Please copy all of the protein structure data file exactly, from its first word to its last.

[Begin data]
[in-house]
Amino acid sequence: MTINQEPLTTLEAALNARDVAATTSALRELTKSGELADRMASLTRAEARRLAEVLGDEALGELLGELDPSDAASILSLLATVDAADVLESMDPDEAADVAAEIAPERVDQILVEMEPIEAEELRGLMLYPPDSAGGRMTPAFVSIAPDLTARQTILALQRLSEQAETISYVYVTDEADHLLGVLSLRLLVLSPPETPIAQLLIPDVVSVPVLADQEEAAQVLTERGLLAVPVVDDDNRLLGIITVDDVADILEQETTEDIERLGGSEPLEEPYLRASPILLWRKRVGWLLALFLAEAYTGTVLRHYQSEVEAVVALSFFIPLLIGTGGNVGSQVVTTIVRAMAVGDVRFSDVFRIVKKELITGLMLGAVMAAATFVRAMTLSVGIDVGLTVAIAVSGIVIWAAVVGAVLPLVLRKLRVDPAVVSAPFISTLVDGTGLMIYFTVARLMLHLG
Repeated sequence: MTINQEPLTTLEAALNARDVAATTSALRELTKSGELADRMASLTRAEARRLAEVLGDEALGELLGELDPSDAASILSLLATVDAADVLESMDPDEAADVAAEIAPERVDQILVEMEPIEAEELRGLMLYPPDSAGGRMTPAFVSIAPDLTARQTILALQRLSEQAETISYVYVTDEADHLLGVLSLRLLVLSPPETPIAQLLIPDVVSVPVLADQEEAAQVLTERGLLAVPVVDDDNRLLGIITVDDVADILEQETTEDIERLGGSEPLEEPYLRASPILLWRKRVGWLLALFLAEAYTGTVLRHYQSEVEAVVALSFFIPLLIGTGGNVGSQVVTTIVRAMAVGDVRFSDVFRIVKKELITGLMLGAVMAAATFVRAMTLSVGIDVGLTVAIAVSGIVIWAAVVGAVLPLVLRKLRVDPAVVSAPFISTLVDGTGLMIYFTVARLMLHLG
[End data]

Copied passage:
[in-house]
Amino acid sequence: MTINQEPLTTLEAALNARDVAATTSALRELTKSGELADRMASLTRAEARRLAEVLGDEALGELLGELDPSDAASILSLLATVDAADVLESMDPDEAADVAAEIAPERVDQILVEMEPIEAEELRGLMLYPPDSAGGRMTPAFVSIAPDLTARQTILALQRLSEQAETISYVYVTDEADHLLGVLSLRLLVLSPPETPIAQLLIPDVVSVPVLADQEEAAQVLTERGLLAVPVVDDDNRLLGIITVDDVADILEQETTEDIERLGGSEPLEEPYLRASPILLWRKRVGWLLALFLAEAYTGTVLRHYQSEVEAVVALSFFIPLLIGTGGNVGSQVVTTIVRAMAVGDVRFSDVFRIVKKELITGLMLGAVMAAATFVRAMTLSVGIDVGLTVAIAVSGIVIWAAVVGAVLPLVLRKLRVDPAVVSAPFISTLVDGTGLMIYFTVARLMLHLG
Repeated sequence: MTINQEPLTTLEAALNARDVAATTSALRELTKSGELADRMASLTRAEARRLAEVLGDEALGELLGELDPSDAASILSLLATVDAADVLESMDPDEAADVAAEIAPERVDQILVEMEPIEAEELRGLMLYPPDSAGGRMTPAFVSIAPDLTARQTILALQRLSEQAETISYVYVTDEADHLLGVLSLRLLVLSPPETPIAQLLIPDVVSVPVLADQEEAAQVLTERGLLAVPVVDDDNRLLGIITVDDVADILEQETTEDIERLGGSEPLEEPYLRASPILLWRKRVGWLLALFLAEAYTGTVLRHYQSEVEAVVALSFFIPLLIGTGGNVGSQVVTTIVRAMAVGDVRFSDVFRIVKKELITGLMLGAVMAAATFVRAMTLSVGIDVGLTVAIAVSGIVIWAAVVGAVLPLVLRKLRVDPAVVSAPFISTLVDGTGLMIYFTVARLMLHLG